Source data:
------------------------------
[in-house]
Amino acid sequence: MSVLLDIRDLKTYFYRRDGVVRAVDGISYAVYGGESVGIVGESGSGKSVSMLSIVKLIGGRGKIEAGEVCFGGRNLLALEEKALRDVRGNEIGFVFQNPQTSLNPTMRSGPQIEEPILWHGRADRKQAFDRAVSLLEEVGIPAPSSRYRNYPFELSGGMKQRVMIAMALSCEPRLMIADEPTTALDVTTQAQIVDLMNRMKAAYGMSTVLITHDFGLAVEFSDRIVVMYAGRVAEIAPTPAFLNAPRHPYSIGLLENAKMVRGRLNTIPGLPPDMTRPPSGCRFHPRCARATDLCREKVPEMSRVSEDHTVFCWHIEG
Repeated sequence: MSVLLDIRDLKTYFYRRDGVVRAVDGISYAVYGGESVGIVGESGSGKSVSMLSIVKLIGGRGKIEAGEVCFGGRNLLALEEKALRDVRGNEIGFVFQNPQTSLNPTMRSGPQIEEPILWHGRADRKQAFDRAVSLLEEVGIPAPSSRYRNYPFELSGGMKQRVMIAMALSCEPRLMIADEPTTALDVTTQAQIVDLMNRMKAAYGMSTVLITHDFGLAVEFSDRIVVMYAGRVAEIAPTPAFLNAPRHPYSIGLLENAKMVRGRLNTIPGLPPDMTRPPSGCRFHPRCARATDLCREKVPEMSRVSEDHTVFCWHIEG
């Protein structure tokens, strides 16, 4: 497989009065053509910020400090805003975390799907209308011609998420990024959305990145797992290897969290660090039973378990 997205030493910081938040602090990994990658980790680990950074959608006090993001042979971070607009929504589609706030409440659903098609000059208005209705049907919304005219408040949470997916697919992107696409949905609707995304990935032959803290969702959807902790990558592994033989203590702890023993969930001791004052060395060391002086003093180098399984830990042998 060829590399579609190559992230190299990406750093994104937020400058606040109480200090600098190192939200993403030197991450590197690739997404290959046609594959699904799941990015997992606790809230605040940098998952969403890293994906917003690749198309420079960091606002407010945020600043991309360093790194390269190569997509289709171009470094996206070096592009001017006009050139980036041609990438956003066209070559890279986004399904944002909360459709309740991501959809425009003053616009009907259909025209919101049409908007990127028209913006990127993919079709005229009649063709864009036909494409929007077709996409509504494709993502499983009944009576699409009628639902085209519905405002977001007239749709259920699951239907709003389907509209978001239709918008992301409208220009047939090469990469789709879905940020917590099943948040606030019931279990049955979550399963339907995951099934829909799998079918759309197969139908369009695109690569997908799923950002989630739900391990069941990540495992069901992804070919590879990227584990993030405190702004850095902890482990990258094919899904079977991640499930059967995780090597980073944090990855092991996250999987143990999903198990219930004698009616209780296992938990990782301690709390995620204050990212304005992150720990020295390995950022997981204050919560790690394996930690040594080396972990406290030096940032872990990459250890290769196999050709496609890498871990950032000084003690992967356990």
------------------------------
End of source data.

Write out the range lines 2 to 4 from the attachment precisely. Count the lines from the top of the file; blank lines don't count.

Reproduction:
Amino acid sequence: MSVLLDIRDLKTYFYRRDGVVRAVDGISYAVYGGESVGIVGESGSGKSVSMLSIVKLIGGRGKIEAGEVCFGGRNLLALEEKALRDVRGNEIGFVFQNPQTSLNPTMRSGPQIEEPILWHGRADRKQAFDRAVSLLEEVGIPAPSSRYRNYPFELSGGMKQRVMIAMALSCEPRLMIADEPTTALDVTTQAQIVDLMNRMKAAYGMSTVLITHDFGLAVEFSDRIVVMYAGRVAEIAPTPAFLNAPRHPYSIGLLENAKMVRGRLNTIPGLPPDMTRPPSGCRFHPRCARATDLCREKVPEMSRVSEDHTVFCWHIEG
Repeated sequence: MSVLLDIRDLKTYFYRRDGVVRAVDGISYAVYGGESVGIVGESGSGKSVSMLSIVKLIGGRGKIEAGEVCFGGRNLLALEEKALRDVRGNEIGFVFQNPQTSLNPTMRSGPQIEEPILWHGRADRKQAFDRAVSLLEEVGIPAPSSRYRNYPFELSGGMKQRVMIAMALSCEPRLMIADEPTTALDVTTQAQIVDLMNRMKAAYGMSTVLITHDFGLAVEFSDRIVVMYAGRVAEIAPTPAFLNAPRHPYSIGLLENAKMVRGRLNTIPGLPPDMTRPPSGCRFHPRCARATDLCREKVPEMSRVSEDHTVFCWHIEG
């Protein structure tokens, strides 16, 4: 497989009065053509910020400090805003975390799907209308011609998420990024959305990145797992290897969290660090039973378990 997205030493910081938040602090990994990658980790680990950074959608006090993001042979971070607009929504589609706030409440659903098609000059208005209705049907919304005219408040949470997916697919992107696409949905609707995304990935032959803290969702959807902790990558592994033989203590702890023993969930001791004052060395060391002086003093180098399984830990042998 060829590399579609190559992230190299990406750093994104937020400058606040109480200090600098190192939200993403030197991450590197690739997404290959046609594959699904799941990015997992606790809230605040940098998952969403890293994906917003690749198309420079960091606002407010945020600043991309360093790194390269190569997509289709171009470094996206070096592009001017006009050139980036041609990438956003066209070559890279986004399904944002909360459709309740991501959809425009003053616009009907259909025209919101049409908007990127028209913006990127993919079709005229009649063709864009036909494409929007077709996409509504494709993502499983009944009576699409009628639902085209519905405002977001007239749709259920699951239907709003389907509209978001239709918008992301409208220009047939090469990469789709879905940020917590099943948040606030019931279990049955979550399963339907995951099934829909799998079918759309197969139908369009695109690569997908799923950002989630739900391990069941990540495992069901992804070919590879990227584990993030405190702004850095902890482990990258094919899904079977991640499930059967995780090597980073944090990855092991996250999987143990999903198990219930004698009616209780296992938990990782301690709390995620204050990212304005992150720990020295390995950022997981204050919560790690394996930690040594080396972990406290030096940032872990990459250890290769196999050709496609890498871990950032000084003690992967356990």